When it comes to necromancy I always saw it as a limited type of villain. They either want to conquer everything, kill everything in a certain radius or location of their stronghold, or wipe out a factor of resistance to gain access to something more powerful. In all of these examples I saw the use of a hidden army that is still controlled by them, difficult to ferret out at a simple glance (a skeleton or zombie are pretty easy to noticed even from a distance), and just as terrifying as a necromancer would want them to be. You cut one down but the wounds do not not kill them and they do not bleed as someone living would. But yes, necromancers are a usual turnkey villain that normally always want the same thing. Go to Comment
I hadn't really thought of that. I had originally assumed that the magic of the mantle, seeing as it is giving them a form of life essence to make them seem alive and whole again, would prevent them from rotting. I saw a horde of them having been made and sitting idle and motionless inside a dungeon or forgotten necromancers home, ready to be used by some upstart who stumbled across them. The idiot with a gun concept. A large and deadly problem, but at the command of an incompetent villain.
However, that being said, you are more than welcome to alter it and give them a shelf life however you see fit. Perhaps after a month or maybe even just a few weeks the bodies begin to rot and smell. A slight noticeable effect that tips some guards or the players off that something isn't quite right. Go to Comment
Nice and simple. What if the limited common potion was limited to potions they had actually consumed with that week period which then resets with the next week. Or the turning of the moon or whatever. So when it resets and they try to summon one, nothing happens as they have not yet partaken of the potion that week? Go to Comment
I like this, it is simple and to the point. The off chaff nature of it is more akin to a few DM's sitting around a table and telling stories of "How they do things." I like. Be nice to turn this into a proper 30. Go to Comment
I am only voting because I'm not sure why I wouldn't. And I somehow find that I like this. It has given me an idea for a short side plotline in my story. A visceral idea of an oracle or wayward traveler speaking to a party member on a darkened rainy road. Go to Comment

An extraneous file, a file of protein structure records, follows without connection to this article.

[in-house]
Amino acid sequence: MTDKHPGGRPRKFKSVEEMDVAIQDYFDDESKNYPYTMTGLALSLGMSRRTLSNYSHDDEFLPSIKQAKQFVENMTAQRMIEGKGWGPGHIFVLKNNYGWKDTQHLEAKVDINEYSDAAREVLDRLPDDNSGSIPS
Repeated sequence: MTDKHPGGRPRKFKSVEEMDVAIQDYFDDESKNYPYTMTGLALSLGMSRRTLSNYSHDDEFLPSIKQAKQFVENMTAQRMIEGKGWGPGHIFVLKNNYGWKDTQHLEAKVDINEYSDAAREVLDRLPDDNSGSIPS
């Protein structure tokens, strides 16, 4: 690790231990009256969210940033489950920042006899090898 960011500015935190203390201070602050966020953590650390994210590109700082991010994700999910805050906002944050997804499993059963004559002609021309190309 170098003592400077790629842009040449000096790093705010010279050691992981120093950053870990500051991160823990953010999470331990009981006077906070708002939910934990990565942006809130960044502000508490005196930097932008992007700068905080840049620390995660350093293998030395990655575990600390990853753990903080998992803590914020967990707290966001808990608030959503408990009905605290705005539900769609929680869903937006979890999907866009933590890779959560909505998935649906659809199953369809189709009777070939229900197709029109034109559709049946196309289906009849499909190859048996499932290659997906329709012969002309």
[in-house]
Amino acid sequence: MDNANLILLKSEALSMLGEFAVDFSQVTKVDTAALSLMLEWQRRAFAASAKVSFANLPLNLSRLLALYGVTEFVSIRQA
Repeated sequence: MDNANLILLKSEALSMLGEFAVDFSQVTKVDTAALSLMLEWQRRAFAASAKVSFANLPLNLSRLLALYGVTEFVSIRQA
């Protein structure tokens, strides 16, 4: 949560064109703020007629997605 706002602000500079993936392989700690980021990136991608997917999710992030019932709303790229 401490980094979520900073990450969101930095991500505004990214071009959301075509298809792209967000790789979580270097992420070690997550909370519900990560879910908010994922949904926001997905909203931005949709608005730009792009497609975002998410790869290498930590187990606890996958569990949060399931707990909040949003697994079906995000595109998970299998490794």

I really have little to add or say about this that either hasn't been voiced or said already. I am finding I am voting a little higher because this sent me to another sub which spawned a few ideas so for that I am grateful. Go to Comment
I was hoping for much much more when I read the title. As it is this is a solid and simple item. Not over over-done and not under developed and it can definitely be tweaked to any use as per needed. Go to Comment
While I wish this was more fleshed out I realize that it is a great fluff piece of added to a larger whole. I like it and brings images of dark sooty weapon masters being enslaved and forced to work this hell forge for some evil villain. Wonderful.
I had originally had a lower vote but it just sparked a few ideas in me so I voted higher for the inspiration it gave me. Go to Comment
I think this as a whole is fine. I echo Moonlake only in that it has been done, but the thing I found most enjoyable is the fact it is written as you would find it in a source book of information. It gives perfect detail on what the players would find or know about said item on how well they either researched it or however the system or game your playing determines information checks.
I like it. And the fact it is simply a trap used by villains is a point winner for me. Go to Comment
Until the end I had figured it to be simply just a tale. That all of the deeds were actually done by members of a rebellion and supposed "witnesses" claimed it to be the Legendary Leg... I would find it entertaining for the PC's to be placed under a mantle of doing deeds in the name of said Leg to fuel a rebellion further while trying to hide the fact that its just a bunch of non-sense. Go to Comment
I wasn't as thrilled with this one in the beginning as I am now. I honestly didn't think it would pan out as well as it did, similar to val. But I was surprised at the addition of the undead in the list. As I first read it and was disappointed I then realized that some necromancers turn to themselves as beings of Undead eventually. Not all stay living and that i s when I went and reread this and enjoyed it more. Good job Cheka... Go to Comment
The peasants of the wood use crudely carved symbols to ward off wolves. They think the symbols are emblems of purity and goodness and that keeps the wolves away. The symbols work, but not for the reasons the peasants believe...
The symbols are actually arcance evil symbols which the wolves know and fear, but to which the peasants are oblivious. So how gullible are the peasants going to be when a strange horned man displaying the symbols on his shield turns up and asks for their allegiance?
Ideas ( System ) | October 24, 2002 |